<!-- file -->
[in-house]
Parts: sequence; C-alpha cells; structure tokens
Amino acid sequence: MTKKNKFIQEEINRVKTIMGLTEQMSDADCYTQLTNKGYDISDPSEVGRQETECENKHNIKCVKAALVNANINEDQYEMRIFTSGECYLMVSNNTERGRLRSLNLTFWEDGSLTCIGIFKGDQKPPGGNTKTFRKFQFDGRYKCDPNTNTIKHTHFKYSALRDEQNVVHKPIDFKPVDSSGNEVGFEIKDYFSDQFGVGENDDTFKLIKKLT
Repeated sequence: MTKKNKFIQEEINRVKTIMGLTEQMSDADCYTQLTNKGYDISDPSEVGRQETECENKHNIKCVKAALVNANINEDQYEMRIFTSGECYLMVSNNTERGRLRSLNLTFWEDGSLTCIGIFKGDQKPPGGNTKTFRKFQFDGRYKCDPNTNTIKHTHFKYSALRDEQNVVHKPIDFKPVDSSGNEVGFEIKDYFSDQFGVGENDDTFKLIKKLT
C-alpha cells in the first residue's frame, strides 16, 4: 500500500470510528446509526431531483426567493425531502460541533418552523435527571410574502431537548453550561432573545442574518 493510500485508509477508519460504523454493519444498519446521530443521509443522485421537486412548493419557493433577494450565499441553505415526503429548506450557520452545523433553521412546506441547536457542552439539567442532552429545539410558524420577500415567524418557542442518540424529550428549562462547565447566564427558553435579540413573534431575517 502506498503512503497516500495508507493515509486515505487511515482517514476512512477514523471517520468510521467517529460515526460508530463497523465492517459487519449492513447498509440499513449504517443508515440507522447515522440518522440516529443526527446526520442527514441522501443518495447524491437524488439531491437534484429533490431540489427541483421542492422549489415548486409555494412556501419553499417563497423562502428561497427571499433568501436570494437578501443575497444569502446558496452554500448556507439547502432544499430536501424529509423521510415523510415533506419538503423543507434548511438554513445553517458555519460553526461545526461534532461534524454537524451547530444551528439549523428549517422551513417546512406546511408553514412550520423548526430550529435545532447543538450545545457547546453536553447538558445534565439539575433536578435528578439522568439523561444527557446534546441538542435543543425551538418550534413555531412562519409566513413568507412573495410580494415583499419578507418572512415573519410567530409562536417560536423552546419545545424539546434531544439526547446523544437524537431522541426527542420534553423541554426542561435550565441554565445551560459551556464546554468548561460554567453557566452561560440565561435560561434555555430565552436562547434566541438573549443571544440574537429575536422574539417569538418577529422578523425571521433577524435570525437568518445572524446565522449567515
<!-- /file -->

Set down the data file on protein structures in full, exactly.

[in-house]
Parts: sequence; C-alpha cells; structure tokens
Amino acid sequence: MTKKNKFIQEEINRVKTIMGLTEQMSDADCYTQLTNKGYDISDPSEVGRQETECENKHNIKCVKAALVNANINEDQYEMRIFTSGECYLMVSNNTERGRLRSLNLTFWEDGSLTCIGIFKGDQKPPGGNTKTFRKFQFDGRYKCDPNTNTIKHTHFKYSALRDEQNVVHKPIDFKPVDSSGNEVGFEIKDYFSDQFGVGENDDTFKLIKKLT
Repeated sequence: MTKKNKFIQEEINRVKTIMGLTEQMSDADCYTQLTNKGYDISDPSEVGRQETECENKHNIKCVKAALVNANINEDQYEMRIFTSGECYLMVSNNTERGRLRSLNLTFWEDGSLTCIGIFKGDQKPPGGNTKTFRKFQFDGRYKCDPNTNTIKHTHFKYSALRDEQNVVHKPIDFKPVDSSGNEVGFEIKDYFSDQFGVGENDDTFKLIKKLT
C-alpha cells in the first residue's frame, strides 16, 4: 500500500470510528446509526431531483426567493425531502460541533418552523435527571410574502431537548453550561432573545442574518 493510500485508509477508519460504523454493519444498519446521530443521509443522485421537486412548493419557493433577494450565499441553505415526503429548506450557520452545523433553521412546506441547536457542552439539567442532552429545539410558524420577500415567524418557542442518540424529550428549562462547565447566564427558553435579540413573534431575517 502506498503512503497516500495508507493515509486515505487511515482517514476512512477514523471517520468510521467517529460515526460508530463497523465492517459487519449492513447498509440499513449504517443508515440507522447515522440518522440516529443526527446526520442527514441522501443518495447524491437524488439531491437534484429533490431540489427541483421542492422549489415548486409555494412556501419553499417563497423562502428561497427571499433568501436570494437578501443575497444569502446558496452554500448556507439547502432544499430536501424529509423521510415523510415533506419538503423543507434548511438554513445553517458555519460553526461545526461534532461534524454537524451547530444551528439549523428549517422551513417546512406546511408553514412550520423548526430550529435545532447543538450545545457547546453536553447538558445534565439539575433536578435528578439522568439523561444527557446534546441538542435543543425551538418550534413555531412562519409566513413568507412573495410580494415583499419578507418572512415573519410567530409562536417560536423552546419545545424539546434531544439526547446523544437524537431522541426527542420534553423541554426542561435550565441554565445551560459551556464546554468548561460554567453557566452561560440565561435560561434555555430565552436562547434566541438573549443571544440574537429575536422574539417569538418577529422578523425571521433577524435570525437568518445572524446565522449567515